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**2017**,
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https://doi.org/10.3390/g8020023

Article

Security Investment, Hacking, and Information Sharing between Firms and between Hackers

Faculty of Social Sciences, University of Stavanger, 4036 Stavanger, Norway

Academic Editor:
Christos Dimitrakakis

Received: 5 April 2017 / Accepted: 21 May 2017 / Published: 25 May 2017

## Abstract

**:**

A four period game between two firms and two hackers is analyzed. The firms first defend and the hackers thereafter attack and share information. Each hacker seeks financial gain, beneficial information exchange, and reputation gain. The two hackers’ attacks and the firms’ defenses are inverse U-shaped in each other. A hacker shifts from attack to information sharing when attack is costly or the firm’s defense is cheap. The two hackers share information, but a second more disadvantaged hacker receives less information, and mixed motives may exist between information sharing and own reputation gain. The second hacker’s attack is deterred by the first hacker’s reputation gain. Increasing information sharing effectiveness causes firms to substitute from defense to information sharing, which also increases in the firms’ unit defense cost, decreases in each firm’s unit cost of own information leakage, and increases in the unit benefit of joint leakage. Increasing interdependence between firms causes more information sharing between hackers caused by larger aggregate attacks, which firms should be conscious about. We consider three corner solutions. First and second, the firms deter disadvantaged hackers. When the second hacker is deterred, the first hacker does not share information. Third, the first hacker shares a maximum amount of information when certain conditions are met. Policy and managerial implications are provided for how firms should defend against hackers with various characteristics.

Keywords:

information sharing; cyber security; game theory; asset allocation; cyber war; contest success function; security investment; policy## 1. Introduction

#### 1.1. Background

The Internet enables cyber hackers to attack and gain information from firms, requiring firms to design a variety of defensive security measures. So many firms, institutions, elections, etc. have been hacked that assessing who may be exempt is challenging or impossible. This raises the issue of counter measures. The gathering, analysis and sharing of information has been launched as one counter measure. Encouraging information sharing, the US federal government recommends Security Based Information Sharing Organizations (SB/ISOs), e.g., Information Sharing & Analysis Centers (ISACs), CERT, INFRAGARD, etc. Kampanakis [1] elaborates upon attempts to standardize security information sharing. Cyber attacks and information sharing differ in that the former demands funding, planning, effort, competence, infrastructure, etc., while the latter may be practically costless except providing the information, which today is possible in almost innumerable ways. One benefit of information sharing for firms are that if several firms know what each firm knows individually, they may benefit collectively in preventing future security breaches. That may improve their reputation, and enhance sales and profits. One benefit of information sharing for hackers is that if they cooperate, they may become more successful. Hackers may be malevolent agents, but may also be firms exploiting rival firms.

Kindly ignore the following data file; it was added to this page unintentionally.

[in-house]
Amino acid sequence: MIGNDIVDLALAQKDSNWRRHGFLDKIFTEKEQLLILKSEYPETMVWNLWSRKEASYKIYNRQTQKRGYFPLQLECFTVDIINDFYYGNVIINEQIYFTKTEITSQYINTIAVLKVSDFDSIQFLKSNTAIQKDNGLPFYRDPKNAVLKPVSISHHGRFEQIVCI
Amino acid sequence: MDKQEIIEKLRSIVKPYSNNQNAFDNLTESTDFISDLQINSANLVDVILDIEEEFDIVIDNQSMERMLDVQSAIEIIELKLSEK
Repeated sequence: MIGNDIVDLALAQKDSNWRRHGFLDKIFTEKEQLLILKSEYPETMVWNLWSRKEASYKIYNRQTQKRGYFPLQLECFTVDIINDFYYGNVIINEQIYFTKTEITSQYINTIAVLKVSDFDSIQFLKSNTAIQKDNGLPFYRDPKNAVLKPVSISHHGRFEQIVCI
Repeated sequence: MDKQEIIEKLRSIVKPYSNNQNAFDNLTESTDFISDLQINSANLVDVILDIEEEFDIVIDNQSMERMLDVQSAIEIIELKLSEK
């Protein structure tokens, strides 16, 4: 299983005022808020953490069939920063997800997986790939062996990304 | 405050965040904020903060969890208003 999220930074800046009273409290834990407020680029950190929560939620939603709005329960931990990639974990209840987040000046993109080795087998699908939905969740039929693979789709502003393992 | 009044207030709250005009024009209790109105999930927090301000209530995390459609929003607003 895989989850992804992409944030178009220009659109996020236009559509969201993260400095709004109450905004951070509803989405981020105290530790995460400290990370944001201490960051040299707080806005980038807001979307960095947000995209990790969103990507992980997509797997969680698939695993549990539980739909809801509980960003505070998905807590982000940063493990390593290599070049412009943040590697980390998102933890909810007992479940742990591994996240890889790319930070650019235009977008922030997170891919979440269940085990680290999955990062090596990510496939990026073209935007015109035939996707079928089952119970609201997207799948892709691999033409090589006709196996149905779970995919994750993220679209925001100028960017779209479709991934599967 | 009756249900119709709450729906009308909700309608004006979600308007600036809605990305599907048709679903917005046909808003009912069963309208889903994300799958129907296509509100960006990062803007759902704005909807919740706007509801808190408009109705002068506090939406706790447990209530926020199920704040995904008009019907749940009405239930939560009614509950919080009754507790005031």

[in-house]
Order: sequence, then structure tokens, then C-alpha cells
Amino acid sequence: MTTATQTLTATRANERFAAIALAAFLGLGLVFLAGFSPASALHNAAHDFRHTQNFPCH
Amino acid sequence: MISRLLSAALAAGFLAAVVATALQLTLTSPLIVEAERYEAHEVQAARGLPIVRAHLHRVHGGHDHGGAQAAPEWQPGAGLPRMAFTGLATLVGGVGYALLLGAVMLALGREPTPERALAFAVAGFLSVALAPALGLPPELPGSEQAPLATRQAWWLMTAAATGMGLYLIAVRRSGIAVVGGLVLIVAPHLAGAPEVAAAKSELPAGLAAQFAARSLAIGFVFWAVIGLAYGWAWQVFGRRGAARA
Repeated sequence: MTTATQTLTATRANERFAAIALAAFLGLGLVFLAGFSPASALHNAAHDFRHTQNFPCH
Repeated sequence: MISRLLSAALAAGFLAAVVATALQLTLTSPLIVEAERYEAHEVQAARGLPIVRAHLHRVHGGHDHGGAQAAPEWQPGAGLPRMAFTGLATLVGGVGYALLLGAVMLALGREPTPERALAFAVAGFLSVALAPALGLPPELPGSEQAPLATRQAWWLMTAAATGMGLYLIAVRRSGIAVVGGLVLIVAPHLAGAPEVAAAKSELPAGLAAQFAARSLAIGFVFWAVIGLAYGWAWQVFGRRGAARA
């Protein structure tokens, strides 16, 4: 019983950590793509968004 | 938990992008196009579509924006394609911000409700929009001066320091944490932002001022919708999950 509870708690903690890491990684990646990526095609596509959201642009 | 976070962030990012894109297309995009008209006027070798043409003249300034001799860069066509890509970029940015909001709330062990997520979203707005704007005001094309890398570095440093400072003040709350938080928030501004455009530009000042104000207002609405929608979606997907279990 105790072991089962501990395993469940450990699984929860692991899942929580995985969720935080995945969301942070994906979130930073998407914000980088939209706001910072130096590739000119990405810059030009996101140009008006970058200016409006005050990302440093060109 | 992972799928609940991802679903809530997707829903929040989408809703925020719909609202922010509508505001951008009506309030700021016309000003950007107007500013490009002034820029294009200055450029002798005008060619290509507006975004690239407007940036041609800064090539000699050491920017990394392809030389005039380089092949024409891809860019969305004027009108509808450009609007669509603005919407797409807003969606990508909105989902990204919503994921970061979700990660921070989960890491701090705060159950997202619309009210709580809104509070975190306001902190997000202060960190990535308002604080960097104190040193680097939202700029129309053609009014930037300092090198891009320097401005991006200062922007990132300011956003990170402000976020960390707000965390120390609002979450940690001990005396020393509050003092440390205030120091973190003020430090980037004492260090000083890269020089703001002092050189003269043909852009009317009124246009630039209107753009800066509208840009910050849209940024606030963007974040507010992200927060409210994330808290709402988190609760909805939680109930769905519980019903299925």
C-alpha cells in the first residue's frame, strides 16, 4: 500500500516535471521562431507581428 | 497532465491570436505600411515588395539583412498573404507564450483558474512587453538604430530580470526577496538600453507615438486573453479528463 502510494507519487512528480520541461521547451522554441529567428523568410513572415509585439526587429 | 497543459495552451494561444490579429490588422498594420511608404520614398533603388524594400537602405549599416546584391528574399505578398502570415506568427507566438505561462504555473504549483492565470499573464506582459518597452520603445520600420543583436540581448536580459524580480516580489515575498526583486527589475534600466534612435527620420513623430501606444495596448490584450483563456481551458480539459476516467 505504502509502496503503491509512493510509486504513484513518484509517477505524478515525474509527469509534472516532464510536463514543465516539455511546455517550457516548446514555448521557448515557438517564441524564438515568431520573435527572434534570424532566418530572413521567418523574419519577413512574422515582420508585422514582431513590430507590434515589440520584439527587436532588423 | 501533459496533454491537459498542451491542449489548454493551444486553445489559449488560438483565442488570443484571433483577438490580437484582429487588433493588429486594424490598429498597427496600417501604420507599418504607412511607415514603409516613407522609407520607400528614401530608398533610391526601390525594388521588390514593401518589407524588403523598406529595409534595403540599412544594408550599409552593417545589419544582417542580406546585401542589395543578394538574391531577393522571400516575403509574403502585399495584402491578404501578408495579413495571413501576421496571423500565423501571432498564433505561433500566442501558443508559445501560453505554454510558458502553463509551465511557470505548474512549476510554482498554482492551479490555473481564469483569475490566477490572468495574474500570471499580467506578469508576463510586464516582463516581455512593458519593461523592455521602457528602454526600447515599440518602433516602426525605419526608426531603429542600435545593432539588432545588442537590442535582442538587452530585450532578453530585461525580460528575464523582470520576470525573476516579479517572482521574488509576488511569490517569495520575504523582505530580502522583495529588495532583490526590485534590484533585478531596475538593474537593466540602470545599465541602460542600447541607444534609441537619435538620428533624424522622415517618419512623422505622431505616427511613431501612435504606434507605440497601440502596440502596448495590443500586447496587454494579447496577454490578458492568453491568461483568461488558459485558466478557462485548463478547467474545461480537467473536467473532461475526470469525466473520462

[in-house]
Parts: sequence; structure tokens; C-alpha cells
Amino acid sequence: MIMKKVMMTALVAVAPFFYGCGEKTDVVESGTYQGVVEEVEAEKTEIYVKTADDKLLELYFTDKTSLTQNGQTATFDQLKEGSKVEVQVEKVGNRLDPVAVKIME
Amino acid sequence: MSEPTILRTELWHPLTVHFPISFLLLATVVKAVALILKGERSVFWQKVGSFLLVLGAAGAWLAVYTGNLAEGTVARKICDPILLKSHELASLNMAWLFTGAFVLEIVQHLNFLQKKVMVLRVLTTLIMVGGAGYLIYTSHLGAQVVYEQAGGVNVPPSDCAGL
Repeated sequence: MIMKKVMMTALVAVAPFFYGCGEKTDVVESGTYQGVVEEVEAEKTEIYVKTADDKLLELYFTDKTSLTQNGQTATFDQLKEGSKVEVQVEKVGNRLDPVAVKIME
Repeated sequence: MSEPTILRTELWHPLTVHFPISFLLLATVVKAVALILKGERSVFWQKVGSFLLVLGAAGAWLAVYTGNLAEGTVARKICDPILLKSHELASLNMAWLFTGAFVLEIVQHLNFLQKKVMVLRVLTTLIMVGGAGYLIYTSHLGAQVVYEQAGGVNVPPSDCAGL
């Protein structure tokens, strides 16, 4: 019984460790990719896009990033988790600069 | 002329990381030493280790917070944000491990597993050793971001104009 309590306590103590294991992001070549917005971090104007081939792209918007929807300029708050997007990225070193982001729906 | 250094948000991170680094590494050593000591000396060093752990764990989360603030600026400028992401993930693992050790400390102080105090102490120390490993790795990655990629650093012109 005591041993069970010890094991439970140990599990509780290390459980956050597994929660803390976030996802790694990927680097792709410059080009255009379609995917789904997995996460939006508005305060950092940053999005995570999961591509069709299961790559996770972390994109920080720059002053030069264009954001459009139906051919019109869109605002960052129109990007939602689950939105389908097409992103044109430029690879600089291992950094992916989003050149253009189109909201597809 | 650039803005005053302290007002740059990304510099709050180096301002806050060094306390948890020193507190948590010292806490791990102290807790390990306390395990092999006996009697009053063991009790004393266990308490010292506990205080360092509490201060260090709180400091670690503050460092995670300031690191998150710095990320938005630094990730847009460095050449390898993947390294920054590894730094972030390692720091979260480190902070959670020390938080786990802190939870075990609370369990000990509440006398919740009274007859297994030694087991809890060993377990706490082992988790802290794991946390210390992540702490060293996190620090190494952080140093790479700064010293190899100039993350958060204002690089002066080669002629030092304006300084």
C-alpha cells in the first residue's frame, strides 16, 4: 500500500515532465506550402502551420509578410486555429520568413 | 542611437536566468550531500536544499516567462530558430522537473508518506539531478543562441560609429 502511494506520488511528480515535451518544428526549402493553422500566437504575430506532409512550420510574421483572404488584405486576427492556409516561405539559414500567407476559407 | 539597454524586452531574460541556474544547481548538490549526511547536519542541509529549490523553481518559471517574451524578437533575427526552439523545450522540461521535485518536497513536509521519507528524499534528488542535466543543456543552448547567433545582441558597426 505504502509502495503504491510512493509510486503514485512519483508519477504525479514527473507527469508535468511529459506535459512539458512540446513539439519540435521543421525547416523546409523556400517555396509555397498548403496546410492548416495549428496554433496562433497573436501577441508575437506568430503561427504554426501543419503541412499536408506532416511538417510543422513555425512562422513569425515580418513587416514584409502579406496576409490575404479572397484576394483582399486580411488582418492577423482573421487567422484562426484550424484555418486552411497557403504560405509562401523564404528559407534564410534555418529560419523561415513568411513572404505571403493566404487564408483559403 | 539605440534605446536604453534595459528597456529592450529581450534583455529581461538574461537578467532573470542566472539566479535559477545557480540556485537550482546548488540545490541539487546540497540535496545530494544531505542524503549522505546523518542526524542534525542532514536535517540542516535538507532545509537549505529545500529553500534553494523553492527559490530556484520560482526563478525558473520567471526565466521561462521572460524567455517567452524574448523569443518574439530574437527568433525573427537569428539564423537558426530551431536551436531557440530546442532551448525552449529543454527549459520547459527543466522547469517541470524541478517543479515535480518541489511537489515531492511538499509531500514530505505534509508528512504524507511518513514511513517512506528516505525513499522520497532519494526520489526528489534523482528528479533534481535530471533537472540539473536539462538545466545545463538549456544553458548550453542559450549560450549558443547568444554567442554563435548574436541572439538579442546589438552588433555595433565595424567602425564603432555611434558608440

#### 1.2. Early and General Literature

Novshek and Sonnenschein [2], Gal-Or [3], Shapiro [4], Kirby [5], and Vives [6] consider information sharing in duopolies, oligopolies, and trade associations. Cremonini and Nizovtsev [7] show that well-protected targets can deter strategic attackers through signaling. Fultz and Grossklags [8] conceptualize distributed security attacks. Herley [9] considers collisions among attackers. Lin [10] assesses how hacking practices are institutionalized. Sarvari, et al. [11] evaluate criminal networks. August, et al. [12] assess how software network structure and security risks are impacted by cloud technology. Dey, et al. [13] assess quality competition and market segmentation in the security software market. Dey, et al. [14] analyze the security software market, including network effects and hacker behavior. Galbreth and Shor [15] evaluate how the enterprise software industry is impacted by malevolent agents. Chul Ho, et al. [16] consider double moral hazard when contracting information security. Ransbotham and Mitra [17] develop a model of paths to information security compromise.

#### 1.3. Information Sharing among Firms

Information sharing among firms to defend against cyber attacks has received scrutiny. Gordon, et al. [18] evaluate how information sharing affects information security, focusing on the cost side effects. They show that firms have a tradeoff between investing in information security and free riding, which may cause under-investment in security. Gal-Or and Ghose [19] assess the competition in the product market on information sharing and security investment, focusing on the demand side effects. Hausken [20,21] determines that information sharing and security investment for two firms are inverse U-shaped in the aggregate attack, impacted by their interdependence.